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Gospel for Sunday, August 15 Luke 1: 39-56

Assumption of the Blessed Virgin Mary

39In those days Mary set out towards the mountain and quickly reached a city of Judah. 40Having entered Zechariah’s house, she greeted Elizabeth. 41As soon as Elizabeth heard Mary’s greeting, the baby leaped in her womb. Elizabeth was filled with the Holy Spirit 42and exclaimed in a loud voice: “Blessed are you among women and blessed is the fruit of your womb! 43Why do I have the mother of my Lord to come to me? 44Behold, as soon as the voice of your greeting reached my ears, the child rejoiced for joy in my womb. 45And blessed is she who believed that the words of the Lord would be fulfilled.” 46Then Mary said: “My soul magnifies the Lord 47and my spirit rejoices in God, my savior, 48because he looked at the humility of his servant. From now on all generations will call me blessed. 49The Almighty has done great things for me and Holy is his name: 50from generation to generation his mercy extends to those who fear him. 51He has shown the might of his arm, he has scattered the proud in the thoughts of their hearts; 52he has overthrown the mighty from their thrones, he has exalted the humble; 53he has filled the hungry with good things, he has sent the rich away empty-handed. 54He helped his servant Israel, remembering his mercy, 55as he promised to our fathers, to Abraham and to his descendants forever.” 56Maria stayed with her for about three months, then returned to her home.

Luke 1: 39-56

Dear Sisters and Brothers of the Misericordie, I am Carlo Miglietta, doctor, biblical scholar, layman, husband, father and grandfather (

Also today I share with you a short meditation thought on the Gospel, with special reference to the theme of mercy.


Pope Francis said: “Mary meets Elizabeth (see Luke 1:39-56), already advanced in years. But it is she, the old woman, who speaks of the future, who prophesies: “filled with the Holy Spirit” (v. 41), she calls her “blessed” because “she believed” (v. 45), anticipating the final beatitude of the Gospels: blessed is he who believes (see John 20:29). Here, the young woman goes to meet the old woman looking for her roots and the old woman is reborn and prophesies on her young woman, giving her a future. Thus, young and old meet, embrace each other and are capable of awakening the best in each other. It is the miracle aroused by the culture of encounter, where no one is discarded or labeled, on the contrary, where everyone is sought after, because they are necessary, to make the Face of the Lord shine through. They are not afraid to walk together and, when this happens, God arrives and works wonders in his people”; “We can think that the Virgin Mary, staying at Elizabeth’s house, would have heard her and her husband Zechariah pray… The young Mary listened, and kept everything about her in her heart. The wisdom of Elizabeth and Zechariah enriched her young soul; they were not experts in motherhood and fatherhood, because it was the first pregnancy for them too, but they were experts in faith, experts in God, experts in that hope that comes from Him: this is what the world needs, at all times. Maria knew how to listen to those elderly and amazed parents, she treasured their wisdom, and this was precious for her, in her journey as a woman, as a wife, as a mother”.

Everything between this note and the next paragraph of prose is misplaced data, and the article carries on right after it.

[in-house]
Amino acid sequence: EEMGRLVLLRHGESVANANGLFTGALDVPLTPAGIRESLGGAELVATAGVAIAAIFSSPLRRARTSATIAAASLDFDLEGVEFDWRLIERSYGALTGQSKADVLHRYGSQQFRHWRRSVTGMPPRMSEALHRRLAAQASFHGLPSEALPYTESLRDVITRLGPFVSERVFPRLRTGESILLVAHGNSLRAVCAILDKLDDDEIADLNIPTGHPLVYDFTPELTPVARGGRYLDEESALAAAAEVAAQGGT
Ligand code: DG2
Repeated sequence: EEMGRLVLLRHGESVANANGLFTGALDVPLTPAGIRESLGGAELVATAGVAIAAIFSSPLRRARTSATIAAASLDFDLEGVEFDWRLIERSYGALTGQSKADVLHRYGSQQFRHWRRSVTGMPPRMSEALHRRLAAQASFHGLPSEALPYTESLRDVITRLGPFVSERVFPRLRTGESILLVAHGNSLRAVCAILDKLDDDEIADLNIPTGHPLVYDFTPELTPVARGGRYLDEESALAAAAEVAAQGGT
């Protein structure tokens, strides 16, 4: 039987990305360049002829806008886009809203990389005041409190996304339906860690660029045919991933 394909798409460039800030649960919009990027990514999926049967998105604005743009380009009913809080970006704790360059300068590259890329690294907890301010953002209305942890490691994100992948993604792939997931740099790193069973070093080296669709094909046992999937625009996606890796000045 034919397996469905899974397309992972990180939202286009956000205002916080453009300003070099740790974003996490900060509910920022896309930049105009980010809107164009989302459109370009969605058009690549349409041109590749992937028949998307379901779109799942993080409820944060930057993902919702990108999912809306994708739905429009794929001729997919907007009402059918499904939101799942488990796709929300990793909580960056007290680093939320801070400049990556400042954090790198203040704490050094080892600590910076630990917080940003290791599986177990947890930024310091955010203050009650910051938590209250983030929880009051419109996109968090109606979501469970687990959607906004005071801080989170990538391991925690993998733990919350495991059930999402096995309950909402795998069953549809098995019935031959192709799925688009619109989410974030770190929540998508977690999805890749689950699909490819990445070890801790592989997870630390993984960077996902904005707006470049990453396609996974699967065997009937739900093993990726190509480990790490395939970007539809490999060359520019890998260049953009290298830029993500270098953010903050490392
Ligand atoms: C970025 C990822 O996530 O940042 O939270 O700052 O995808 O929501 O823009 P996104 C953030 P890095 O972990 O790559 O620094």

Pope Francis further states: “The stories of the elderly are very good for children and young people, as they connect them with the lived history of both the family and the neighborhood and the country. A family that does not respect and does not care for its grandparents, who are her living memory, is a disintegrated family; instead a family that remembers is a family that has a future. Therefore, “in a civilization in which there is no place for the elderly or they are discarded because they create problems, this society brings with it the virus of death”, since it “is torn away from its roots”. The contemporary phenomenon of feeling orphaned, in terms of discontinuity, uprooting and fall of the certainties that give shape to life, challenges us to make our families a place where children can take root in the soil of a collective history.”

It is up to the elderly to be a living memory for young people, not only so that yesterday’s tragedies are not repeated, but also so that the positive values acquired in the field of human rights, work, respect for people, cultures and the environment are passed on . It is in the capacity for memory that the elderly person becomes an “influencer”: “Being an “influencer” in the 21st century – says the Pope – means being custodians of the roots, custodians of everything that prevents our life from becoming “gaseous” and evaporating in nothing. Be custodians of everything that allows us to feel part of each other, to belong to each other… The elderly are the roots of our society, we cannot send them away from our community, they are the living memory of our faith. Young people need roots, memory. Let them communicate with each other, without fear.”

Happy Mercy to all!

Anyone who would like to read a more complete exegesis of the text, or some insights, please ask me at


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